Background Human systemic antibody responses to commensal microbiota are not well characterised during health and disease. Of particular interest is the analysis of their potential modulation caused by chronic HIV-1 infection which is associated with sustained enteropathy and systemic B cell disturbances reflected by impaired B cell responses and chronic B cell hyperactivity. The mechanisms underlying B cell hyperactivation and the specificities of the resulting hypergammaglobulinaemia are only poorly understood.
Methods By a technique referred to as live bacterial FACS (fluorescence-activated cell sorting), the present study investigated systemic antibody responses to several gut and skin commensal bacteria as well as Candida albicans in longitudinal plasma and serum samples from healthy donors, chronic HIV-1-infected individuals with or without diarrhoea and patients with inflammatory bowel disease (IBD).
Results The data show that systemic antibody responses to the commensal microbiota were abundantly present in humans and remained remarkably stable over years. Overall systemic antibody responses to gut commensal bacteria were not affected during chronic HIV-1 infection, with titres decreasing when normalised to elevated plasma immunoglobulin G (IgG) levels found in patients with HIV. In contrast, increases in the titres of high affinity antimicrobiota antibodies were detected in patients with IBD, demonstrating that conditions with known increased intestinal permeability and aberrant mutualism can induce changes in antibody titres observed in these assays.
Conclusion Neither HIV-associated enteropathy nor B cell dysfunction impact on the high-affinity systemic antibody responses to gut commensal bacteria. HIV-associated hypergammaglobulinaemia is therefore unlikely to be driven by induction of antimicrobiota antibodies.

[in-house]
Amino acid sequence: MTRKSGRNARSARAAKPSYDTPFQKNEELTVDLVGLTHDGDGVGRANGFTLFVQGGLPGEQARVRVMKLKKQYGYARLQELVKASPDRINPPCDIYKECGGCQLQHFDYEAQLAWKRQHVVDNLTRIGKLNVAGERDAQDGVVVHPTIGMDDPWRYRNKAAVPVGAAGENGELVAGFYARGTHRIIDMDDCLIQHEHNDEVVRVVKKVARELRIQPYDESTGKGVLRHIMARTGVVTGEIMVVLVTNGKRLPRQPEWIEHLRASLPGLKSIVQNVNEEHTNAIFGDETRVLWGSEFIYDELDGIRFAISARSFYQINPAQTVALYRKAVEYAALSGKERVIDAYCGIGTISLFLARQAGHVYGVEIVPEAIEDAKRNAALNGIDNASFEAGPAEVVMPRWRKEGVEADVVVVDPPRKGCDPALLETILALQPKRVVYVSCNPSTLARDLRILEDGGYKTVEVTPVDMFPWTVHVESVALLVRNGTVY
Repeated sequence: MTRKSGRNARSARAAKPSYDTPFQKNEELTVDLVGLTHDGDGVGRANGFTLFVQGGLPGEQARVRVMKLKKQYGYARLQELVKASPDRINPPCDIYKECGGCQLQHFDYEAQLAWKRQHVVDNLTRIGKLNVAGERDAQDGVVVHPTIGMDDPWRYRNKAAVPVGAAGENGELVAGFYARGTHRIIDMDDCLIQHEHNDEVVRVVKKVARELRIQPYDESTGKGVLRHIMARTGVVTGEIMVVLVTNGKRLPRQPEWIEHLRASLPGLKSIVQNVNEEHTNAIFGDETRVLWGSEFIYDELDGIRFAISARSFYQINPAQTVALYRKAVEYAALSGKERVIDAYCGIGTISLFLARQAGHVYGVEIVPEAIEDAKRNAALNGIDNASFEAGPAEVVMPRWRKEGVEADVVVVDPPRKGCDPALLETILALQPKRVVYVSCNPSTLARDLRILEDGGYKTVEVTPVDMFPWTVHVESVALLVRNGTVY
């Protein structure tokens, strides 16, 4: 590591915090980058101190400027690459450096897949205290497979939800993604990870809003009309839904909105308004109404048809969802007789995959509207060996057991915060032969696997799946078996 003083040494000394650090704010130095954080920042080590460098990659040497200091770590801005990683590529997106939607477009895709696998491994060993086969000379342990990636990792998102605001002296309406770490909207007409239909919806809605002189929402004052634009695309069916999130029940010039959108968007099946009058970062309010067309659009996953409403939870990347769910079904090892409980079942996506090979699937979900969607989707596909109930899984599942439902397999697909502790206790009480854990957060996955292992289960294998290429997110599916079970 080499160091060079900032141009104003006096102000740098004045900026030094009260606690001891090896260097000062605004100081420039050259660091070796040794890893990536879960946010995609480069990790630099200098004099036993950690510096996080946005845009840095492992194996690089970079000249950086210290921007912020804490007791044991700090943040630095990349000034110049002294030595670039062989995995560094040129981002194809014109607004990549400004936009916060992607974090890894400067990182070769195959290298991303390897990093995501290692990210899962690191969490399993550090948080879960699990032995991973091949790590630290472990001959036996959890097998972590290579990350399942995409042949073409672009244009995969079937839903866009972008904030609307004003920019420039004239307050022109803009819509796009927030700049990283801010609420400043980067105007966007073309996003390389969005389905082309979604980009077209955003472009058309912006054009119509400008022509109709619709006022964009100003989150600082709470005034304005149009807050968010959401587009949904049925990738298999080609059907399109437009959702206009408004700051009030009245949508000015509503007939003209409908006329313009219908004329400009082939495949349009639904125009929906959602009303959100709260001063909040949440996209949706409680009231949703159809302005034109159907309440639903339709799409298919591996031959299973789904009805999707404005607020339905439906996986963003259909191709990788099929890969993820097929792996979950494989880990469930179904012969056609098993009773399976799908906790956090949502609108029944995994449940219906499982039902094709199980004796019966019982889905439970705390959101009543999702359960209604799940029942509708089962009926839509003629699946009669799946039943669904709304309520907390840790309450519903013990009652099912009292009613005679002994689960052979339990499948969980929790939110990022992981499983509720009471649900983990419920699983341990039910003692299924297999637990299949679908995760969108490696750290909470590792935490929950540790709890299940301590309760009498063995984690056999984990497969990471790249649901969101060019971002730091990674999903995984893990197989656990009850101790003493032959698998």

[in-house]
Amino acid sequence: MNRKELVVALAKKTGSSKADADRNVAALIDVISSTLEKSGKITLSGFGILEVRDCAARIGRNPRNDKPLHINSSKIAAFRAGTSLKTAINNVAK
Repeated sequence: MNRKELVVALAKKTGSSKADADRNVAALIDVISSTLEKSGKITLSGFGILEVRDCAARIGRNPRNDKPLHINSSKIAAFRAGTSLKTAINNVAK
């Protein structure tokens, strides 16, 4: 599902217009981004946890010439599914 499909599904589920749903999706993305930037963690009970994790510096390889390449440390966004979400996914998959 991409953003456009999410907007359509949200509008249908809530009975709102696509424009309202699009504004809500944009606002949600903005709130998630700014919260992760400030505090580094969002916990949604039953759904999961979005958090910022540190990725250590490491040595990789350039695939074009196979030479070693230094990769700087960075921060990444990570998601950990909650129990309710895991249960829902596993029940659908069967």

- HIV enteropathy
- bacterial translocation
- antibody responses
- B cell
- bacterial translocation
- HIV-related gastrointestinal disease
- intestinal bacteria
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↵* The members of the Swiss HIV Cohort Study and the Swiss Mother and Child HIV Study are: Barth J, Battegay M, Bernasconi E, Böni J (SNF-grant 315200-114148), Brazzola P, Bucher HC, Bürgisser P, Burton-Jeangros C, Calmy A, Cavassini M, Cheseaux JJ, Drack G, Dubs R, Duppenthaler A, Egger M, Elzi L, Fehr J, Fischer M, Flepp M, Francioli P (President of the SHCS), Furrer H, Fux CA, Gorgievski M, Grawe C, Günthard H, Gyr T, Hasse B, Hirsch HH, Hirschel B, Hösli I, Kahlert C, Kaiser L, Keiser O, Kind C, Klimkait T, Kovari H, Ledergerber B, Martinetti G, Martinez de Tejada B, Müller N, Nadal D, Pantaleo G, Posfay-Barbe K, Raio L, Rauch A, Regenass S, Rickenbach M, Rudin C (Chairman of the Mother & Child Substudy), Schmid P, Schultze D, Schöni-Affolter F, Schüpbach J, Speck R, Taffé P, Telenti A, Trkola A, Vernazza P, von Wyl V, Weber R, Wyler CA, Yerly S.
Funding This work was supported by the Swiss National Science Foundation (grant # 310000-129751 to AO, grant # 130865 to HFG and grant # 315200-114148 to Roland Regoes), and by the SHCS project No 598. The SHCS is financed in the framework of the Swiss HIV Cohort Study, supported by the Swiss National Science Foundation (SNF grant #3345-062041).
Competing interests None.
Ethics approval This study was conducted with the approval of the University Hospital Zurich and the University Hospital Bern.
Provenance and peer review Not commissioned; externally peer reviewed.